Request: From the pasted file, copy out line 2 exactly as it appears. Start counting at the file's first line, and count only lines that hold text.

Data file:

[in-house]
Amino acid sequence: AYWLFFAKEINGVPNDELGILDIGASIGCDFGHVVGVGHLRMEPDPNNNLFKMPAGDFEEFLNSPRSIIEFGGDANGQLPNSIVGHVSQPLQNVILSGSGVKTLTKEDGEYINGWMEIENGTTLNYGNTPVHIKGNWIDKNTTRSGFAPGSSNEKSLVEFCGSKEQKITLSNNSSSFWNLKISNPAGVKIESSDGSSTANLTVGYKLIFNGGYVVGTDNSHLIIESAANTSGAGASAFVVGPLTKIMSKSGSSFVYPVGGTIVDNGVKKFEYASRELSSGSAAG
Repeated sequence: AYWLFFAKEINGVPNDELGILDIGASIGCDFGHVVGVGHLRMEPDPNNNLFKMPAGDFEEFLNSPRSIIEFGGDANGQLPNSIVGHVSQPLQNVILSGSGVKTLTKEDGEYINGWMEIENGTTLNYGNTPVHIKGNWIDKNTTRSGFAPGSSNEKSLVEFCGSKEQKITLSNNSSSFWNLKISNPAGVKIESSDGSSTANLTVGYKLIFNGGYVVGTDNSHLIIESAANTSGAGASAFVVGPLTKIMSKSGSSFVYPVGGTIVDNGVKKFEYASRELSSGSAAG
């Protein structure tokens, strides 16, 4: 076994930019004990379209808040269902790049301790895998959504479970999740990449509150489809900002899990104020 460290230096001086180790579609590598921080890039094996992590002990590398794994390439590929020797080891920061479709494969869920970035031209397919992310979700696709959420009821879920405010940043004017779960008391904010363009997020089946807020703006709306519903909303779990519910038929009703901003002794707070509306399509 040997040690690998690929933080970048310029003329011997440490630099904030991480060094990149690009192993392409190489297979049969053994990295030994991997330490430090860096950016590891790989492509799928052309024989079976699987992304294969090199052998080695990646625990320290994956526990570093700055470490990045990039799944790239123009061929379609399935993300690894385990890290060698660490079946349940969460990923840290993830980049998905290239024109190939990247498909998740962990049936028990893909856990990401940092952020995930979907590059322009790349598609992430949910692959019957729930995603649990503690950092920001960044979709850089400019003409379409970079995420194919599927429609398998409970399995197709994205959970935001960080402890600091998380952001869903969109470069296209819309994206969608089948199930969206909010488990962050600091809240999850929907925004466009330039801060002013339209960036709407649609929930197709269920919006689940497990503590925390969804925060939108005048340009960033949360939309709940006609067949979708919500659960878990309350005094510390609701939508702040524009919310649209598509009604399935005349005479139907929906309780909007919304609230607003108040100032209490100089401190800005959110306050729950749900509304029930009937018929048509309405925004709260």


Amino acid sequence: AYWLFFAKEINGVPNDELGILDIGASIGCDFGHVVGVGHLRMEPDPNNNLFKMPAGDFEEFLNSPRSIIEFGGDANGQLPNSIVGHVSQPLQNVILSGSGVKTLTKEDGEYINGWMEIENGTTLNYGNTPVHIKGNWIDKNTTRSGFAPGSSNEKSLVEFCGSKEQKITLSNNSSSFWNLKISNPAGVKIESSDGSSTANLTVGYKLIFNGGYVVGTDNSHLIIESAANTSGAGASAFVVGPLTKIMSKSGSSFVYPVGGTIVDNGVKKFEYASRELSSGSAAG